* ''VideoGame/ShadowTheHedgehog'' has Space Gadget. The Hero mission is just the Neutral mission on a five minute time limit. If you want to get to Cosmic Fall from this level by clearing the Neutral mission, you have to let the clock run past five minutes, otherwise the game will count getting to the goal as passing the Hero mission and sending you to Final Haunt. Manually selecting the Hero or Neutral mission in the pause menu does nothing to change which mission the game says you've cleared. This is the only stage where something like this happens.
* As seen in the page image, Carnival Night Zone, Act 2 from ''VideoGame/Sonic3AndKnuckles'' features a section where the player encounters a barrel that there is no obvious way to move, [[http://info.sonicretro.org/Carnival_Night_Zone#Barrel_of_Doom also known as]] "[[DoomyDoomsOfDoom The Barrel of Doom]]." The solution is to stand on the barrel and alternate between pressing UP and DOWN on the D-pad in sync with the barrel's bobbing motion to shift its weight. However, nothing in the game indicates that this is possible, jumping on every other barrel got you safely through, and it's highly unlikely the player would think to try this on their own. This was such a bad case of the trope that Yuji Naka ''[[https://www.youtube.com/watch?v=3XeBgeN5uG8 publicly apologized for it]]'' in 2011 at Summer of Sonic in London.
** While the down key is used frequently in gameplay, the up key has little to no use in the game elsewhere. The up and down keys also appear to be non-functional while standing on a barrel. Pressing up or down does not make Sonic look up or duck down like he does elsewhere. If the barrel is stationary, pressing the up or down keys will do nothing. If you tap the up and down keys randomly, you're not likely to notice a change in the barrel's velocity.
** Jumping on a barrel makes it move. In fact, it is the only thing a player can do to a barrel that is guaranteed to give instantaneous feedback. It doesn't help that carefully timed jumps on any other barrel in the zone ''will'' be enough to pass them. it also doesn't help that pretty much everything else in the franchise up to this point exposed to stimuli which demanded quick reactions from us and conditioned us to believe that simple actions would always instantly give players the feedback they need. It is only ''just'' possible to get past the Barrel of Doom by jumping on it until it falls low enough that you can spin-dash under it when it pops back up. Players that could ''almost'' make it would believe they were doing the right thing, just not well enough. Plus, this method would often leave you with not enough time to reach the next checkpoint.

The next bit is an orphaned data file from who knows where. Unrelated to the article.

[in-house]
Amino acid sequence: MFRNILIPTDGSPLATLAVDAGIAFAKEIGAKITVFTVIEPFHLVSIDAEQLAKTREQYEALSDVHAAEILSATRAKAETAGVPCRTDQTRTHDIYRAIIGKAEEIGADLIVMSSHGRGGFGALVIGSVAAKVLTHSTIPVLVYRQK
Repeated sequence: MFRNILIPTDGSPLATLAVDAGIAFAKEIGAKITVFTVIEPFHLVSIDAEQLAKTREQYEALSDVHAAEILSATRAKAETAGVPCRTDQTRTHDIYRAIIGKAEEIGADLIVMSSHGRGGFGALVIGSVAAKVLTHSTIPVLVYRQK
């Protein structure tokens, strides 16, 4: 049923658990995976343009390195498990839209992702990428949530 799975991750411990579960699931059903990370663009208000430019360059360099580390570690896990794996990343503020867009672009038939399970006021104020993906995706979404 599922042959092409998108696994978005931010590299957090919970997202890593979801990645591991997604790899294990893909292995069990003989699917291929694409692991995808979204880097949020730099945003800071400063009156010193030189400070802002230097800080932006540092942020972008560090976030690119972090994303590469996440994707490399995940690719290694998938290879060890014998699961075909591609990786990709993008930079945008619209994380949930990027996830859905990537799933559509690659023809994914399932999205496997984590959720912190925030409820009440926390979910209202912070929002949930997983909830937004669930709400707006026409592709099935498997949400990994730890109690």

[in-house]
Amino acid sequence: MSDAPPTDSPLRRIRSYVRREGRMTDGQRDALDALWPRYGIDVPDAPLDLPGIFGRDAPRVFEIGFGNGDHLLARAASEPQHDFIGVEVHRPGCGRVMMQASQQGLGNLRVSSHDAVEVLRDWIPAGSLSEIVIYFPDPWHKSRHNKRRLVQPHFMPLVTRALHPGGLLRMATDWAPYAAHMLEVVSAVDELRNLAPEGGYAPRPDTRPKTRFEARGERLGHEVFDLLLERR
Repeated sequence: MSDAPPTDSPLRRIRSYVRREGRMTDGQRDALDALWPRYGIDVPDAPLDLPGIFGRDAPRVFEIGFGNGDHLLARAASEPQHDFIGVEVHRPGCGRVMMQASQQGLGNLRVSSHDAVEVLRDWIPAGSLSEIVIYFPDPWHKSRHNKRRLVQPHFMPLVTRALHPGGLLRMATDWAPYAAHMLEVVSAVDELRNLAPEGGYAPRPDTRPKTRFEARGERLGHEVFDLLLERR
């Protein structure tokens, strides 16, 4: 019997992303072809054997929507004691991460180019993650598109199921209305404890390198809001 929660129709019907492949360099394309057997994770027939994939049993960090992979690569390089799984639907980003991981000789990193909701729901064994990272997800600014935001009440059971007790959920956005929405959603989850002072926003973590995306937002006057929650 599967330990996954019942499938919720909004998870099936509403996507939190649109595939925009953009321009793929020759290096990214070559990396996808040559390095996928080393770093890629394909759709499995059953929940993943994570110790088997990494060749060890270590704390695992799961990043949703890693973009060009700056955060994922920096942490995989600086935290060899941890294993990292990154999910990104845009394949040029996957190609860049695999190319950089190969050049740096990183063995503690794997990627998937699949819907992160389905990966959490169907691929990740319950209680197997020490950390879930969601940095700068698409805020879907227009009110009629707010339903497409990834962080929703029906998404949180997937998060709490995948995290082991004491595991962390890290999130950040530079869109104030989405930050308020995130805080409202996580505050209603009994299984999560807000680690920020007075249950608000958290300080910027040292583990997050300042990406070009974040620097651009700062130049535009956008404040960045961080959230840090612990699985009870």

** That barrel is the only barrel in the zone that cannot be skipped. You ''will'' run into it, unless you're playing as Knuckles.
** If you read the manual, and saw the tip about how Sonic would sometimes run into "diabolical traps" set by Dr. Robotnik that were completely inescapable except by waiting for time to run out or resetting the game, chances are you wouldn't realize that it was actually [[HandWave handwaving]] the rather large number of glitches that the player might encounter, and instead think it was referring to That F-ing Barrel.
** Finally, the fact that merely standing on the barrel makes Sonic spin around vertically, which in any other situation would imply that he can't be controlled beyond making him jump off it, discourages people from actively trying to figure out what they need to do.
** The barrel's many frustrating features can all be chalked up to one thing -- it's ''not actually a puzzle''. It was simply intended as yet another of the myriad obstacles in Carnival Night Zone Act 2 that [[MarathonLevel eat up your precious time]], and the devs failed to consider that figuring out how to move the barrel would ever be an issue. This led to the rise of a video game urban legend ó back around the time of the game's release, when you called Sega's help line, the line's automated greeting was supposedly along the lines of "Welcome to the Sega help line! To get past the red and white swirly things in Carnival Night Act 2..."